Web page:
ASH to Develop Clinical Guidelines to Improve Care for People with Sickle Cell Disease
(WASHINGTON, June 19, 2017) — This World Sickle Cell Day, the American Society of Hematology (ASH) is working on several projects to conquer sickle cell disease (SCD) worldwide. Among them, the Society has launched an effort to develop clinical practice guidelines on the management of SCD. An expansion of ASH’s commitment to identify and confront unmet needs in SCD patient care, these guidelines will be created with input from physicians and patients to address the unique needs of this underserved patient population.
An inherited, lifelong chronic disorder affecting nearly 100,000 Americans, SCD is characterized by rigid, sickle-shaped red blood cells that stick to blood vessels, blocking blood flow. With only one FDA-approved treatment and no widely available cure, life is extremely challenging for people with SCD. Pain — both chronic and acute — is common and results in tremendous suffering and difficulty continuing daily activities like work or school. Brain injury, organ damage, stroke, and death are all devastating complications associated with SCD.
“These guidelines will help specialists provide optimal care for patients throughout their lives,” said Chair of the ASH Sickle Cell Disease Guideline Coordination Panel Robert Liem, MD, Director of the Comprehensive Sickle Cell Program at the Ann & Robert H. Lurie Children’s Hospital of Chicago. “We are eager to work with other hematologists, pediatricians, emergency room physicians, and people with SCD to improve patients’ overall quality of life.”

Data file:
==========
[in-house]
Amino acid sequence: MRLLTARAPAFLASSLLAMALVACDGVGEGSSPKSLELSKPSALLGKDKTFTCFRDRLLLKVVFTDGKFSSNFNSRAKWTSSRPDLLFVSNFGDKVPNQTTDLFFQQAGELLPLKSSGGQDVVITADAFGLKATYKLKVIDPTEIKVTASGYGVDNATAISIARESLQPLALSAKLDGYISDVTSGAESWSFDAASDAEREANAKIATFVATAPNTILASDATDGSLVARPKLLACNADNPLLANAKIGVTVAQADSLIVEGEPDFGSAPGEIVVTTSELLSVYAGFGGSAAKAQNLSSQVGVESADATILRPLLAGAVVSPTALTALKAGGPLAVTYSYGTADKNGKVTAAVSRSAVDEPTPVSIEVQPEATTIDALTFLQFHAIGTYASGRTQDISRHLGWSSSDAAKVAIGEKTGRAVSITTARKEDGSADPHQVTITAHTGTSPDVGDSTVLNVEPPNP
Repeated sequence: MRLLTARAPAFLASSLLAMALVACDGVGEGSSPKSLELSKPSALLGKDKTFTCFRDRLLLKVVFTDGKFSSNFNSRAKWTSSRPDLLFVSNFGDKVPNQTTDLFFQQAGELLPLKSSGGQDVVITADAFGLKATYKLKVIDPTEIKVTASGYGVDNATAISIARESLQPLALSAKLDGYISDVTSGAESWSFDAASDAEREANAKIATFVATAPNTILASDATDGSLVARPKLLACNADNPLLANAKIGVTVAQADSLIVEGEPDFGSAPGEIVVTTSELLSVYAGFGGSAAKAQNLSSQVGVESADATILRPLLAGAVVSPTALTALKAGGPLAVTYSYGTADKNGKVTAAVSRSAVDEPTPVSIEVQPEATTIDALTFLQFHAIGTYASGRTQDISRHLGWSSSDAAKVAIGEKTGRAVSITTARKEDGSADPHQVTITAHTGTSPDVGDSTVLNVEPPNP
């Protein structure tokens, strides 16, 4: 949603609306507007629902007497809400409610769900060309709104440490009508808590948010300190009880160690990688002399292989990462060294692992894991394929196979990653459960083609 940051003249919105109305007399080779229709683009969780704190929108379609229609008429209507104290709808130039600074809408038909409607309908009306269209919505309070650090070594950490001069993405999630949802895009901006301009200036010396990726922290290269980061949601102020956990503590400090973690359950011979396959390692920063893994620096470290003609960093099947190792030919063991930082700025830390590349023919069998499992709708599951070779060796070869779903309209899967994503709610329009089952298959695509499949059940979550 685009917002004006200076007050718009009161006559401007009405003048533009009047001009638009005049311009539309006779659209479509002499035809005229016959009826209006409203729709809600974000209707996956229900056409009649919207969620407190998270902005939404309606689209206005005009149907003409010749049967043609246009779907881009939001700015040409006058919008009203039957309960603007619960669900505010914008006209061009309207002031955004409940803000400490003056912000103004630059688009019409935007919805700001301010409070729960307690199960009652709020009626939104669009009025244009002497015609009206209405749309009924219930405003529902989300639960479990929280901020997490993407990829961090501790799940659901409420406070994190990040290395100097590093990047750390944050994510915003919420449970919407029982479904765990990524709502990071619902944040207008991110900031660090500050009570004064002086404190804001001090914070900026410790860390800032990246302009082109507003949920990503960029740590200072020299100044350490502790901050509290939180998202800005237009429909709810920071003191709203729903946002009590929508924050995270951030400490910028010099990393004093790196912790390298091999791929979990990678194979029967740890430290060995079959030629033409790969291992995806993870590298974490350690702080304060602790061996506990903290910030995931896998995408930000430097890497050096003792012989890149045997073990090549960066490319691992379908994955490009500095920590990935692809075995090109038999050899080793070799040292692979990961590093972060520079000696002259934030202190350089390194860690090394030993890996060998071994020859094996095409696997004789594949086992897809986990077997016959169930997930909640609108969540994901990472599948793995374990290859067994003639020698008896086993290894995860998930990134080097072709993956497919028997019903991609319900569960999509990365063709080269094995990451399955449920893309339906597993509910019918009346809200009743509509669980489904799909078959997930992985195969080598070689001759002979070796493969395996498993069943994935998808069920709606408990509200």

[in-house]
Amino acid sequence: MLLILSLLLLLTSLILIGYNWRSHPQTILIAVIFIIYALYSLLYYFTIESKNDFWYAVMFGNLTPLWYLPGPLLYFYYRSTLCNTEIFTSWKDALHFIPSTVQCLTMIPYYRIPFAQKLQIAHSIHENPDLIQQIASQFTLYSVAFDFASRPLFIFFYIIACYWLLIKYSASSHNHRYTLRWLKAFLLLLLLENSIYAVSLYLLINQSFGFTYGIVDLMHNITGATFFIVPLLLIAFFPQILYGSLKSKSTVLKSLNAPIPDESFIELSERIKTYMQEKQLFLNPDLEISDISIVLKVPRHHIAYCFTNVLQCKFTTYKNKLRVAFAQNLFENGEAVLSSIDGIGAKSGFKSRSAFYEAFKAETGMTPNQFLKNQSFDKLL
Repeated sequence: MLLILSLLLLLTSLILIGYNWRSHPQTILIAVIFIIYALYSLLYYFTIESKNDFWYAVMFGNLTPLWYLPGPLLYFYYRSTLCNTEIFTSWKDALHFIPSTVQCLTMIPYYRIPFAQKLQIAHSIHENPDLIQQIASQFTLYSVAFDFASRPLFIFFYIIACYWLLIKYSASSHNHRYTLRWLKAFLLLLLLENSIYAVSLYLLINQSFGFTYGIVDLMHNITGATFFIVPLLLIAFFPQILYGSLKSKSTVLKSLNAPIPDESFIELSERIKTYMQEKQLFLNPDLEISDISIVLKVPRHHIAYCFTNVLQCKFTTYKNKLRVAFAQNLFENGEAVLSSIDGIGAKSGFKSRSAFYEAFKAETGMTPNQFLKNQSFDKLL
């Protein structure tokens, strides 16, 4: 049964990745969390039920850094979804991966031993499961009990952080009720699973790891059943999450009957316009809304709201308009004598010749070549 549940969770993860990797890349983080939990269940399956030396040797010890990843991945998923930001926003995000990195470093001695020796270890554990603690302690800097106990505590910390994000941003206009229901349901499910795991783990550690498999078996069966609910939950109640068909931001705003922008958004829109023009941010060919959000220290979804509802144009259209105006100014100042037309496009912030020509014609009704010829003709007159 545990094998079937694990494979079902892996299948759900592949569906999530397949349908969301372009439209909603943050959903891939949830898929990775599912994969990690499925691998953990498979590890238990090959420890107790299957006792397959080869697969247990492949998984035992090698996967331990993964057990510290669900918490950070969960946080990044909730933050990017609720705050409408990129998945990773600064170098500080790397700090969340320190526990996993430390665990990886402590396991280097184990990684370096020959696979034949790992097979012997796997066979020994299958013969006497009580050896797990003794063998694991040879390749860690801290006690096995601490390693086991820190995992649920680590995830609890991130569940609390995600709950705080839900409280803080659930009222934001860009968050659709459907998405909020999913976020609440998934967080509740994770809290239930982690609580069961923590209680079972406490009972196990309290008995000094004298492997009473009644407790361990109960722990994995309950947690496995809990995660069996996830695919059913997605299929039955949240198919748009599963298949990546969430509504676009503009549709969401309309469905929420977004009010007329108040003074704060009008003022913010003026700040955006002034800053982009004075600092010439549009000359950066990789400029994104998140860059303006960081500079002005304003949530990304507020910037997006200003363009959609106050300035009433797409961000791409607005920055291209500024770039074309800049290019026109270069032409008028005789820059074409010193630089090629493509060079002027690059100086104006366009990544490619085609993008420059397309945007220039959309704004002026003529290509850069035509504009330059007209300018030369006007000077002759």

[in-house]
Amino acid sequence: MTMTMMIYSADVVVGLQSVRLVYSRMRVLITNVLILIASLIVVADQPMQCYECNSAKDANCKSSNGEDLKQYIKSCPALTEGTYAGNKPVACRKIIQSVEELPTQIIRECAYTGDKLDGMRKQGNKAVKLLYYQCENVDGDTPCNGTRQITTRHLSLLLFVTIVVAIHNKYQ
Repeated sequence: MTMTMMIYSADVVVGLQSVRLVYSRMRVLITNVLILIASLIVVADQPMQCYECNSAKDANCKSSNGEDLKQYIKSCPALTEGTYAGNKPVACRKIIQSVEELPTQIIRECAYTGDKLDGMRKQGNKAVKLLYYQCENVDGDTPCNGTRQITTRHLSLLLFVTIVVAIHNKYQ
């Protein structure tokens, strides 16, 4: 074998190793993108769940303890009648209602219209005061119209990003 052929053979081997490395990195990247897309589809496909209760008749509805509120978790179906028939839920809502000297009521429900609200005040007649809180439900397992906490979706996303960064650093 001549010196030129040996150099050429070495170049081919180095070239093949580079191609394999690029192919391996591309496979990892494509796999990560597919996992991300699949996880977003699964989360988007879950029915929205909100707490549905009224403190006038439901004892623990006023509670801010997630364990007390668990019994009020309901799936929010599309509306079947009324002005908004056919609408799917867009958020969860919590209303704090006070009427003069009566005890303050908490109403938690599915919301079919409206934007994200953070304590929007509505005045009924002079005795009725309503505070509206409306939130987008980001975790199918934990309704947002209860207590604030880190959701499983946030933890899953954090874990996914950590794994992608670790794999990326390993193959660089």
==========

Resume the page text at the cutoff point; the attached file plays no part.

The guidelines will be based on a systematic review of available evidence and developed according to standards recommended by the National Academy of Medicine (formerly the Institute of Medicine). ASH has contracted with the Mayo Clinic Evidence-Based Practice Research Center to conduct the systematic evidence reviews and to support the guideline development process. Publication of the guidelines is expected in 2019.
These state-of-the-art guidelines will be produced and maintained by five panels of hematologists, other clinicians, people living with SCD, and experts in evidence-based guideline production. The panels will address the care and management of acute and chronic complications of SCD, including pain caused by the disease, stroke prevention and treatment, and prevention and treatment of cardiopulmonary and kidney diseases. One panel has been called to address the use of blood transfusions to improve red blood cell count and mitigate complications of SCD, while another has been convened to improve the understanding of stem cell transplantation, currently the only cure for SCD.